5 Dollar Bill



The United States five-dollar bill $5 is a denomination of United States currency. The current $5 bill features the 16th U.S. President (1861–65), Abraham Lincoln's portrait on the front and the Lincoln Memorial on the back. All $5 bills issued today are Federal Reserve Notes. Five dollar bills are delivered by Federal Reserve Banks in red straps of 100 bills each.

The $5 bill is sometimes nicknamed a "fin". The term has German/Yiddish roots and is remotely related to the English "five", but it is far less common today than it was in the late 19th and early 20th centuries.

The Bureau of Engraving and Printing says the average life of a $5 bill in circulation is 3.8 years before it is replaced due to wear. Approximately 6% of all paper currency produced by the U.S. Treasury's Bureau of Engraving and Printing in 2009 were $5 bills.

The redesigned $5 bill was unveiled on September 20, 2007, and was issued on March 13, 2008 during a ceremony at President Lincoln's Cottage. New and enhanced security features make it easier to check the new $5 bill and more difficult for potential counterfeiters to reproduce. The redesigned $5 bill has:

Watermarks: There are now two watermarks. A large numeral "5" watermark is located in a blank space to the right of the portrait, replacing the watermark portrait of President Lincoln found on previous bills. A second watermark — a new column of three smaller "5"s — has been added and is positioned to the left of the portrait.
Security thread: The embedded security thread runs vertically and is now located to the right of the portrait. The letters "USA" followed by the number "5" in an alternating pattern are visible along the thread from both sides of the bill. The thread glows blue when held under ultraviolet light (blacklight).

Design features
The new $10 bills remain the same size and use the same—but enhanced—portraits and historical images. The most noticeable difference is the light-purple coloring of the center of the bill, which blends into gray near the edges.

Similar to the recently redesigned $10, $20 and $50 bills, the new $5 bill features an American symbol of freedom printed in the background: The Great Seal of the United States, featuring an eagle and shield, is printed in purple to the right of the portrait and an arc of purple stars surround both it and the portrait.

When the Lincoln Memorial was constructed the names of 48 states were engraved on it. The picture of the Lincoln Memorial on the $5 bill only contains the names of 26 states. These are the 26 states that can be seen on the front side of the Lincoln memorial which is what is pictured on the $5 bill..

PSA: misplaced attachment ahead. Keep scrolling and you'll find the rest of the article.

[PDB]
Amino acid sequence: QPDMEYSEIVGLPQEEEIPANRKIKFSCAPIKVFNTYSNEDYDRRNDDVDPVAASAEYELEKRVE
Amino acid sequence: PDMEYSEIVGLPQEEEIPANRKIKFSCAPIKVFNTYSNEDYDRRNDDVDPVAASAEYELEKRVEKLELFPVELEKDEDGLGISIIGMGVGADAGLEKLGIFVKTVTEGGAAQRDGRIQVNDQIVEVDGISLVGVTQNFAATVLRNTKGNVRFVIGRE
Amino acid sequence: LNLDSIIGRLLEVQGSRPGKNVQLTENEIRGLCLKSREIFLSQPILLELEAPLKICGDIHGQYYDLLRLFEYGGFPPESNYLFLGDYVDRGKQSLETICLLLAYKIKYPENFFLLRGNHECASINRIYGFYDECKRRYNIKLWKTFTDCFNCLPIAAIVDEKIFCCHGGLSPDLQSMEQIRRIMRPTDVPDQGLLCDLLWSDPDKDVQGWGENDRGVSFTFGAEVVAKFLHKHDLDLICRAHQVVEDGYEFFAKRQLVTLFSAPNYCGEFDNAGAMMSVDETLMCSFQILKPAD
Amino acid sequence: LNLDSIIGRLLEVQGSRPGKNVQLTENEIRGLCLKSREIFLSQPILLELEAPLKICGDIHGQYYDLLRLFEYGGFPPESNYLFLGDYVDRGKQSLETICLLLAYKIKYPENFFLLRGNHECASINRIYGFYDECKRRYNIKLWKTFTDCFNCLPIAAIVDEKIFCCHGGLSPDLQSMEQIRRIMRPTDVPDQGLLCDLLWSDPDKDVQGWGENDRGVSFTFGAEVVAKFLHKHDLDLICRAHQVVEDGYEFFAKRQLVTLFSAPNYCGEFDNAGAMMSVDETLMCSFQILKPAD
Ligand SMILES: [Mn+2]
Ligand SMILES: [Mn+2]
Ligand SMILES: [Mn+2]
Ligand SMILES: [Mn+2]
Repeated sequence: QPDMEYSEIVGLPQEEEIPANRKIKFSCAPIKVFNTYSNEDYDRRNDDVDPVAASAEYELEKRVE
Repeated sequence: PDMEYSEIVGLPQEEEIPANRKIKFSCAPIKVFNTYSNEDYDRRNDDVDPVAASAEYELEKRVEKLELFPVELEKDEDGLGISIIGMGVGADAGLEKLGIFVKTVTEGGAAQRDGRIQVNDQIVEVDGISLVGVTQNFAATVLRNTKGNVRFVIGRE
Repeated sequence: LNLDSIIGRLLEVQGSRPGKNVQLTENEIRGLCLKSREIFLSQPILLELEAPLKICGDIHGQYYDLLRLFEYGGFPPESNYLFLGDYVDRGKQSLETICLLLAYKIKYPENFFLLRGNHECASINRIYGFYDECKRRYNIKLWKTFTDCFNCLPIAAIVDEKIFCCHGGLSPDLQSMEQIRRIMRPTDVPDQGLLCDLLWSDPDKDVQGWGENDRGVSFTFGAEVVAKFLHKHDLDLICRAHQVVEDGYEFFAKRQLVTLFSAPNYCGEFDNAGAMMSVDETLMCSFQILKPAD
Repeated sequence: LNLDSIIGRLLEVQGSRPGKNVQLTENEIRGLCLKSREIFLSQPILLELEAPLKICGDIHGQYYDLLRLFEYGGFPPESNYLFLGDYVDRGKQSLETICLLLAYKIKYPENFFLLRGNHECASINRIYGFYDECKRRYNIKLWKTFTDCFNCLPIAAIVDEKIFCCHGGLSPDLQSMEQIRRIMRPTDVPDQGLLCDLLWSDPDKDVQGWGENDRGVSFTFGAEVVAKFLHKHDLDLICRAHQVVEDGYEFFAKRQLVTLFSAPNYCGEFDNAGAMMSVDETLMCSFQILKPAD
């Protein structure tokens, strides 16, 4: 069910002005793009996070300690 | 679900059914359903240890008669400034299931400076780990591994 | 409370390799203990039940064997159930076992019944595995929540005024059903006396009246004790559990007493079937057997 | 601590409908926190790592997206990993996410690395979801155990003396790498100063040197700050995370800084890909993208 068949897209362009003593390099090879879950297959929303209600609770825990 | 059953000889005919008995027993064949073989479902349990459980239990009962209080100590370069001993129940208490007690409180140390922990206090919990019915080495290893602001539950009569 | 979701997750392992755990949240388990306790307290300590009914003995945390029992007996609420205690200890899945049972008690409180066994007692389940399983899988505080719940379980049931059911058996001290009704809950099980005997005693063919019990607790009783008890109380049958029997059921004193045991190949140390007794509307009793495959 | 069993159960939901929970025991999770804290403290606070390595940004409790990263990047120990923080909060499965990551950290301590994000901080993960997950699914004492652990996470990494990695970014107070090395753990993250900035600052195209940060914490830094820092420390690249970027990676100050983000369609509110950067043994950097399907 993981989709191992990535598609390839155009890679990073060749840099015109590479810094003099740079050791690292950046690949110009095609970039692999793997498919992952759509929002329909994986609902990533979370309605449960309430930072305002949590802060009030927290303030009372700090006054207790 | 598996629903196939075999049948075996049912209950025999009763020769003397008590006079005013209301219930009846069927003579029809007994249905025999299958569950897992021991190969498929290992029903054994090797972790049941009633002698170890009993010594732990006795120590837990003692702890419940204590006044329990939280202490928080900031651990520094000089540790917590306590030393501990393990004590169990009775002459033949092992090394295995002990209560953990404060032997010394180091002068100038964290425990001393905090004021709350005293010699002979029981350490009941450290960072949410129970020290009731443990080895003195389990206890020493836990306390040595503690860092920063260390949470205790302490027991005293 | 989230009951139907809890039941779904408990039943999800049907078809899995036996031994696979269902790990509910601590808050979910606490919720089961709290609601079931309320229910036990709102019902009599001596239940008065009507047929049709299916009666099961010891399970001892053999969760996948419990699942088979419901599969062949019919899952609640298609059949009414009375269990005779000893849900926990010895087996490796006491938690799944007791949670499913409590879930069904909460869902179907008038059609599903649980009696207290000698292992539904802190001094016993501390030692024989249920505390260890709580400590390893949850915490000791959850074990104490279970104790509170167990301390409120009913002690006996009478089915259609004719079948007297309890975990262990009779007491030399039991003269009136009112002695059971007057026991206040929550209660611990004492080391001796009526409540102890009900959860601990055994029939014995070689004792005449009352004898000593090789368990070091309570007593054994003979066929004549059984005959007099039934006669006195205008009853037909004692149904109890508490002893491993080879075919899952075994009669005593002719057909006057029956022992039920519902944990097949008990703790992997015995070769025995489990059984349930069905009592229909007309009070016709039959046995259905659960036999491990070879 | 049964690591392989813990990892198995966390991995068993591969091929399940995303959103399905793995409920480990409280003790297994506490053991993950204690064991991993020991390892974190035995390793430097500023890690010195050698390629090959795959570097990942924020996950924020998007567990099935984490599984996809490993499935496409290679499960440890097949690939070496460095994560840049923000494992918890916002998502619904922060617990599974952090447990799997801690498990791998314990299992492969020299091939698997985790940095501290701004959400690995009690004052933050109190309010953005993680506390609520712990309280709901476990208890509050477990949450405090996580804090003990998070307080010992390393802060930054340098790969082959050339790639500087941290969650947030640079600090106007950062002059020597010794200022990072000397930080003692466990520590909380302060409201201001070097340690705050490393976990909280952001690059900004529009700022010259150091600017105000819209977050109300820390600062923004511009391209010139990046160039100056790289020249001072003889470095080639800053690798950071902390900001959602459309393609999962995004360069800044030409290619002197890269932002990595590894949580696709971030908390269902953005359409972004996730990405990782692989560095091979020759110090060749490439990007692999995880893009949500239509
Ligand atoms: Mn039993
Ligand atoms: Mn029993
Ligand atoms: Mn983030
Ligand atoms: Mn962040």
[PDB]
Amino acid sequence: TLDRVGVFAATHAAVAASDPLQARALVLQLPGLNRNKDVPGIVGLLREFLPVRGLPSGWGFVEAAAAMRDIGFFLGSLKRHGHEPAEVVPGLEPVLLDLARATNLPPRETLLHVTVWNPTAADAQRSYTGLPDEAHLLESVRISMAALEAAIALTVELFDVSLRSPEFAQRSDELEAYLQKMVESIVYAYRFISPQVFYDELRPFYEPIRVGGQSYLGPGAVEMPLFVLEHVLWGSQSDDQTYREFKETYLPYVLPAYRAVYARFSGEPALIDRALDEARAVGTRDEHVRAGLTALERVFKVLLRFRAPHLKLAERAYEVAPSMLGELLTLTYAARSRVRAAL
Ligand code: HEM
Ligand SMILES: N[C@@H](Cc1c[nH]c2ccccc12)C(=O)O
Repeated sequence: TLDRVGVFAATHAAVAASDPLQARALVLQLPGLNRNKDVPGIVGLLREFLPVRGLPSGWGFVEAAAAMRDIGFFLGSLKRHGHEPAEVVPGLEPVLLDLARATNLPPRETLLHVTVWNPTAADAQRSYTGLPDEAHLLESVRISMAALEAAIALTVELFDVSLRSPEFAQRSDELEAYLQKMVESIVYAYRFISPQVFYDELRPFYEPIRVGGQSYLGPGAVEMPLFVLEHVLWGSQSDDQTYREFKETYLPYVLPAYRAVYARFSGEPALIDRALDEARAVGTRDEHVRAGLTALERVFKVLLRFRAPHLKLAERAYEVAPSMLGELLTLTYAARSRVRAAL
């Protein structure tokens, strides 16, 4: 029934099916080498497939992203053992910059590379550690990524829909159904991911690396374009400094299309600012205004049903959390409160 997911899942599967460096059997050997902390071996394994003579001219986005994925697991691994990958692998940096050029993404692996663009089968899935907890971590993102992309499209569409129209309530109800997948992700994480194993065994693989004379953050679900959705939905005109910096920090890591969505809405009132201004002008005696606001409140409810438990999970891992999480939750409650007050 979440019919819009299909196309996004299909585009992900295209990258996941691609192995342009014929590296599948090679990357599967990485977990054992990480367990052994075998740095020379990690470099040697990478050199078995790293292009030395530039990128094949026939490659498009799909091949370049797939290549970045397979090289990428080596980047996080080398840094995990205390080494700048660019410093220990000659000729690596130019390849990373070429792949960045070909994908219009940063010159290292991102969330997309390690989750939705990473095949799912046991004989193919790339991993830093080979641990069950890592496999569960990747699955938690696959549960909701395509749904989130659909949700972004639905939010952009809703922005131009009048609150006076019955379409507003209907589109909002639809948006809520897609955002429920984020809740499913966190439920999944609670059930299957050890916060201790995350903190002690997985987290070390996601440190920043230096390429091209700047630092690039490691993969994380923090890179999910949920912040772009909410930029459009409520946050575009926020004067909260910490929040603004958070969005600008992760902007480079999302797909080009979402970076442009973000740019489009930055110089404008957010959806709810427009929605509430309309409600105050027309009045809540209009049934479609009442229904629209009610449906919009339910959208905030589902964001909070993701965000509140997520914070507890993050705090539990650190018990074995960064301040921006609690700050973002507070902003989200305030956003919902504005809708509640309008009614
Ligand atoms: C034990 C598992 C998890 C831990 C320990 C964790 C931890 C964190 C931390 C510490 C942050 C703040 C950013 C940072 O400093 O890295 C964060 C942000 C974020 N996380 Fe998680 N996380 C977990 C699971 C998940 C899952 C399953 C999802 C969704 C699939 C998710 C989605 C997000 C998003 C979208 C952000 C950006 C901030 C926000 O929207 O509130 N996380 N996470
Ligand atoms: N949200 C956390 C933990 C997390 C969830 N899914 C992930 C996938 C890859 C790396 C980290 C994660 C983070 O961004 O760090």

Additional design elements
On the back of the bill, a larger, purple numeral "5" appears in the lower right corner to help those with visual impairments to distinguish the denomination. This large "5" also includes the words "USA FIVE" in tiny white letters.
The oval borders around President Lincoln's portrait on the front, and the Lincoln Memorial vignette on the back have been removed. Both engravings have been enhanced.
Small yellow "05"s are printed to the left of the portrait on the front of the bill and to the right of the Lincoln Memorial vignette on the back. The zeros in the "05"s form a "EURion constellation" to prevent photocopying of the bill.

Other features
Microprinting: The redesigned $5 bill features microprinting, which is the engraving of tiny text, on the front of the bill in three areas: the words “FIVE DOLLARS” can be found repeated inside the left and right borders of the bill; the words “E PLURIBUS UNUM” appear at the top of the shield within the Great Seal; and the word “USA” is repeated in between the columns of the shield. On the back of the bill the words “USA FIVE” appear along one edge of the large purple "5". Because they are so small, these microprinted words are hard to replicate.

United States 5 Dollar Treasury Note 1815
$5 Treasury Double Signature Remainder Note, March 25, 1815. Act of February 24, 1815


Large size note
(approximately 7.4218 × 3.125 in ≅ 189 × 79 mm)

5 Dollar Demand Note 1861
Early United States Paper Money $5 Demand Note 1861 Boston

1861: The first $5 bill was issued as a Demand Note with a small portrait of Alexander Hamilton on the right and an allegorical statue representing freedom on the left side of the obverse.
5 Dollar bill Legal Tender Note Hamilton 1862
United States currency 5 Dollar Legal Tender Note 1862
1862: The first $5 United States Note was issued with a face design similar to the previous Demand Note and a completely revised reverse.
1869 5 Dollar bill Note Rainbow Woodchopper
Five Dollar Bill From Series of 1869 Woodchopper and his family
1869: A new $5 United States Note was issued with a small portrait of Andrew Jackson on the left and a vignette of a pioneer family in the middle.
1870: National Gold Bank Notes were issued specifically for payment in gold coin by participating banks. The obverse featured vignettes of Christopher Columbus sighting land and Columbus with an Indian Princess; the reverse featured US gold coins.
1875: The series 1869 United States Note was revised. The green tinting that was present on the obverse was removed and the design on the reverse was completely changed.
1886 5 Dollar Silver Certificate Bill Grant


1886: The first $5 silver certificate was issued with a portrait of Ulysses S. Grant on the obverse and five Morgan silver dollars on the reverse.
5 Dollar Treasury or Coin Note 1890

1890: Five-dollar Treasury or "Coin Notes" were issued and given for government purchases of silver bullion from the silver mining industry. The reverse featured an ornate design that occupied almost the entire note.
1891: The reverse of the 1890 Treasury Note was redesigned because the treasury felt that it was too "busy" which would make it too easy to counterfeit.
1891: The reverse of the 1886 Silver Certificate was revised; the 5 Morgan silver dollars were removed.
1896 5 Dollar Silver Certificate Educational Series
1896 Five Dollar Silver Certificate from the Educational Series "Electricity as the Dominant Force in the World"

1896: The famous "Educational Series" Silver Certificate was issued. The entire obverse was covered with artwork representing electricity and the reverse featured portraits of Ulysses Grant and Phillip Sheridan.
1899 5 Dollar bill Silver Certificate Indian Chief Running Antelope
1899 $5 Silver Certificate Indian Chief Running Antelope

1899: A new $5 silver certificate with a portrait of Running Antelope on the face was issued.
1914 5 Dollar bill Federal Reserve Note
 Series of 1914 $5 Federal Reserve Note Red Seal